Carolina Central Railway
Carolina Central Railway began in 1855 as the Wilmington & Charlotte Railroad Company, soon changing its name to the Wilmington, Charlotte, and Rutherford Railroad (WC&R) to reflect its intended course. Construction of the road began on 1 Jan. 1857 at Navassa, on the west bank of the Cape Fear River near Wilmington. By April 1861 the company had completed 112 miles of track from Navassa west to Rockingham and another 31 miles from Charlotte west to Lincolnton. The Civil War interrupted construction, which was not resumed until 1870. By 1873 the WC&R had failed financially and was sold at foreclosure to new owners organized as the Carolina Central Railway Company. By the close of 1874 they were able to complete the line between Rockingham and Charlotte and also extend it west from Lincolnton to Shelby. But the new owners, like their predecessors, were unable to make the road profitable, and in 1876 the firm was once again sold at foreclosure, emerging this time as the Carolina Central Railroad Company (CCRR).
The following year, the Seaboard & Roanoke Railroad-which was beginning the expansion that led to the formation of the Seaboard Air Line system-began acquiring control of the CCRR, and the line eventually became part of that larger system. In 1887 the last section of the railroad was completed from Shelby to Rutherfordton, establishing a 267-mile link from coastland to foothills across southern North Carolina. By 1890 the line had been relaid with steel rails, and by 1900 the CCRR had lost its separate identity.
Despite its stormy history, the line has fared well in modern times compared to other Wilmington lines. Most through traffic between the north and east on the former Atlantic Coast Line and former Seaboard lines to the west and southwest has been diverted to the former CCRR's line to and from Hamlet. The entire route has remained in service, with the main portion operated by CSX Corporation, successor to the Seaboard Air Line and other companies that had merged. West of Bostic in Rutherford County, the old CCRR is operated by the Thermal Belt Railway, an independent short line. A distinguishing feature of the CSX portion is a 79-mile straight track from a point near East Arcadia west of Wilmington to a point near Laurel Hill in Scotland County. It is the longest stretch of main-line railroad without a curve in the United States.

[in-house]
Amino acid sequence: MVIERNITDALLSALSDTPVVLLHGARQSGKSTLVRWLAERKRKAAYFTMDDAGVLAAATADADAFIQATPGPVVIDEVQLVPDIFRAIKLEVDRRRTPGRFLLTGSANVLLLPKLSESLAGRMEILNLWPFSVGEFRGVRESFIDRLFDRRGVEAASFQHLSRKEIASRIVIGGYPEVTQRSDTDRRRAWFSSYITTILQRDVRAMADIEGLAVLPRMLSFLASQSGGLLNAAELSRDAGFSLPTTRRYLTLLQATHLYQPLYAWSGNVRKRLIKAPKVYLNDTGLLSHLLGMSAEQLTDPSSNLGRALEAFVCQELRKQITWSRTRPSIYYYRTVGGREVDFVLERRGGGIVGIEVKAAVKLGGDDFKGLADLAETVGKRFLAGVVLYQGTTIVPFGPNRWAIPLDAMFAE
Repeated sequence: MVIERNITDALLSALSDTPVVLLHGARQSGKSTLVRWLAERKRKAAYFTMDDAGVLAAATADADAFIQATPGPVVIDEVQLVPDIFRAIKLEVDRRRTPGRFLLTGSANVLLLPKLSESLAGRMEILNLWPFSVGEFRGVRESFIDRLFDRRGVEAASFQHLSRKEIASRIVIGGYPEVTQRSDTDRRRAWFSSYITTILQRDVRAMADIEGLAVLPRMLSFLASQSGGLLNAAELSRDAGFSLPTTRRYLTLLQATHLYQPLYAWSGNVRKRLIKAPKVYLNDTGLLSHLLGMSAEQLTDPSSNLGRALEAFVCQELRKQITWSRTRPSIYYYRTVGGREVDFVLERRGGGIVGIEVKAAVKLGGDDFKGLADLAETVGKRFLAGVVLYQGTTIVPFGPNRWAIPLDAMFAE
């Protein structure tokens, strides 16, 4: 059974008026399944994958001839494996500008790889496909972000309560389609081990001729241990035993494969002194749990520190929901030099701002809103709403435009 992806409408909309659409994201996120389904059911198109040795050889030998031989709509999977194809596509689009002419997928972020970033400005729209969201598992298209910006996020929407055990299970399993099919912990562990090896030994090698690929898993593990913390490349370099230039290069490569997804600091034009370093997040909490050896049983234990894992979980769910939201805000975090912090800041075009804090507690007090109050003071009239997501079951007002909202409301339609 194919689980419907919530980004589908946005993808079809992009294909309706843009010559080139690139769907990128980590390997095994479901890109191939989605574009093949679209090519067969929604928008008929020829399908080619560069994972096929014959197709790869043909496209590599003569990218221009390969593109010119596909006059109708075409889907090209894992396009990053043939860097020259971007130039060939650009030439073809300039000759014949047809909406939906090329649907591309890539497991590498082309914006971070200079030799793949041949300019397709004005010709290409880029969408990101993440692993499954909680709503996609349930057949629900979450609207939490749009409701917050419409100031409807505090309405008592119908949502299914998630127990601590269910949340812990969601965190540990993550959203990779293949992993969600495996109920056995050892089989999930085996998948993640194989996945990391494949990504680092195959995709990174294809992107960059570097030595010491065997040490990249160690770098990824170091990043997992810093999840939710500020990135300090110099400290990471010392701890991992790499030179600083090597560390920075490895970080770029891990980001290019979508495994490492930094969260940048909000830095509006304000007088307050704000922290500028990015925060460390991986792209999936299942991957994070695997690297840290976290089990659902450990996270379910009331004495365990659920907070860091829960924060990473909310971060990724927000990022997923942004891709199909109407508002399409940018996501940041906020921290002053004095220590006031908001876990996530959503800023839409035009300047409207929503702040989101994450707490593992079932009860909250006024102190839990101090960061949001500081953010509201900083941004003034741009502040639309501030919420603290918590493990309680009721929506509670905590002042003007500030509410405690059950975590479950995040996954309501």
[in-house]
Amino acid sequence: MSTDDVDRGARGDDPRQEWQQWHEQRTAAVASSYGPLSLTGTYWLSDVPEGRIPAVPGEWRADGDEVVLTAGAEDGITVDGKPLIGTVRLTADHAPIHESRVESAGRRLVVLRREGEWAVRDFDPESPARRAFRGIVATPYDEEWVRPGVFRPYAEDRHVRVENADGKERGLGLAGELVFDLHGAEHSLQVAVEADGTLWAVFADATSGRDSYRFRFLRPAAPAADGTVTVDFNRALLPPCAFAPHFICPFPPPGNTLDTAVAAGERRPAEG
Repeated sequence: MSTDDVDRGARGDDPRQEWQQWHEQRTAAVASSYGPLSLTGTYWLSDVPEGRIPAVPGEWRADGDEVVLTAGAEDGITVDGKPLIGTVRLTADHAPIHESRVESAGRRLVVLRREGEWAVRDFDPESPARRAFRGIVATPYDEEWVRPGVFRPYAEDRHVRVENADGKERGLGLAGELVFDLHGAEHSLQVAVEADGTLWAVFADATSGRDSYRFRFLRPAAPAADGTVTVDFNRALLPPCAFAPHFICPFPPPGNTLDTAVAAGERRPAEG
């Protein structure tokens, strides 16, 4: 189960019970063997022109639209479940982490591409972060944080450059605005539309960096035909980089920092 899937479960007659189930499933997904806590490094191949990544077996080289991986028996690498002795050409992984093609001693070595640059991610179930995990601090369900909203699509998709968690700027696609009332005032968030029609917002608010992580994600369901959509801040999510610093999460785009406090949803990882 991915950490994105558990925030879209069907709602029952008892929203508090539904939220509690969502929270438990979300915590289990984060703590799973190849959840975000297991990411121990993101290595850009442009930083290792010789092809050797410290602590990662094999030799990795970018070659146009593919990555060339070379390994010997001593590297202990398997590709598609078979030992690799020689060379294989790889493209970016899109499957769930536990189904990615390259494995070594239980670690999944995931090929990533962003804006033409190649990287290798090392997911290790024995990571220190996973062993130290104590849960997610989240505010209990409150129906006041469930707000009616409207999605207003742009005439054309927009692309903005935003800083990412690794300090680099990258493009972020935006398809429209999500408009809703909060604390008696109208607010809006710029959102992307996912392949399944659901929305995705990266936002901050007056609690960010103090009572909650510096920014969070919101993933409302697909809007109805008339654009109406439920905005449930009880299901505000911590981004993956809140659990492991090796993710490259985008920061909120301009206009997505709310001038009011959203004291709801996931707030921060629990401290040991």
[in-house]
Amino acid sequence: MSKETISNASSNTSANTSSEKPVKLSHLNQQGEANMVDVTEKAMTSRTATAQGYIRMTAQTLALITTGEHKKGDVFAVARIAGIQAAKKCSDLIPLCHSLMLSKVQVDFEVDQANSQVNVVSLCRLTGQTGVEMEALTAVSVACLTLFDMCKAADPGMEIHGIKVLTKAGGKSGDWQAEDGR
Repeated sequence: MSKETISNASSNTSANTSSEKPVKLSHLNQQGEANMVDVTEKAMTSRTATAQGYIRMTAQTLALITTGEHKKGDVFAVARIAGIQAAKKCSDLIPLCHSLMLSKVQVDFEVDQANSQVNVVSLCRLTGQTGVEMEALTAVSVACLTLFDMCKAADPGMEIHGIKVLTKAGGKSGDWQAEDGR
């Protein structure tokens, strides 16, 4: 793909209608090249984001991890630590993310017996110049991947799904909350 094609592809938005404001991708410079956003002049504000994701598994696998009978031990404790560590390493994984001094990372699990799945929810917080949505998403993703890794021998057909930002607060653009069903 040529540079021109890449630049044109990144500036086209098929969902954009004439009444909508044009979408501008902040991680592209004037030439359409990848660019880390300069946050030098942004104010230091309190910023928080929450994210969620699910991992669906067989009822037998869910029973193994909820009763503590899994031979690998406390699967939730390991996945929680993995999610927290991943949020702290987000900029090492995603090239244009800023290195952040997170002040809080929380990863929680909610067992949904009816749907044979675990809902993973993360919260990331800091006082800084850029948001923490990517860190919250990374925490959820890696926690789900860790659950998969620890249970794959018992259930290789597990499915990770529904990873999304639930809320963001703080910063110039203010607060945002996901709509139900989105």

S. D. Carriker, Railroading in the Carolina Sandhills (1985).
Robert Wayne Johnson, Through the Heart of the South: The Seaboard Air Line Railroad Story (1995).
Edward A. Lewis, American Shortline Railway Guide (1996).
"An Act To Incorporate the Carolina Central Railway Company." Public laws and resolutions, together with the private laws, of the State of North Carolina, passed by the General Assembly at its Session 1872-73. Raleigh, N.C. Stone & Uzzell. 1873. http://digital.ncdcr.gov/u?/p249901coll22,181900 (accessed August 15, 2012).
"An Act To Amend the Charter of the Carolina Central Railway Company." Laws and Resolutions of the State of North Carolina, passed by the General Assembly at its Session 1873-1874. Raleigh, N.C. Josiah Turner, Jr. 1874. http://digital.ncdcr.gov/u?/p249901coll22,194440 (accessed August 15, 2012).
"An Act To Perfect the Organization of the Carolina Central Railroad Company." Laws and Resolutions of the State of North Carolina Passed By The General Assembly at Its Session of 1881. Raleigh, N.C.: Ashe and Gatling. 1881. p. 55. http://digital.ncdcr.gov/u?/p249901coll22,197922 (accessed August 15, 2012).
"An act to authorize the Carolina Central Railway Company to exchange stock for bonds." Laws and resolutions of the State of North Carolina, passed by the General Assembly at its session of 1887. Raleigh, N.C.: Josephus Daniels. 1887. http://digital.ncdcr.gov/u?/p249901coll22,202344 (accessed August 15, 2012).
Carolina Central Railway Company Records, #4278, Southern Historical Collection, The Wilson Library, University of North Carolina at Chapel Hill. http://www.lib.unc.edu/mss/inv/c/Carolina_Central_Railway_Company.html (accessed August 15, 2012).
"Boarding Pass, Accession #: S.HS.2012.1.134." 1875. Image from North Carolina Historic Sites.
1 January 2006 | Kennedy, George A.; Lassiter, Wingate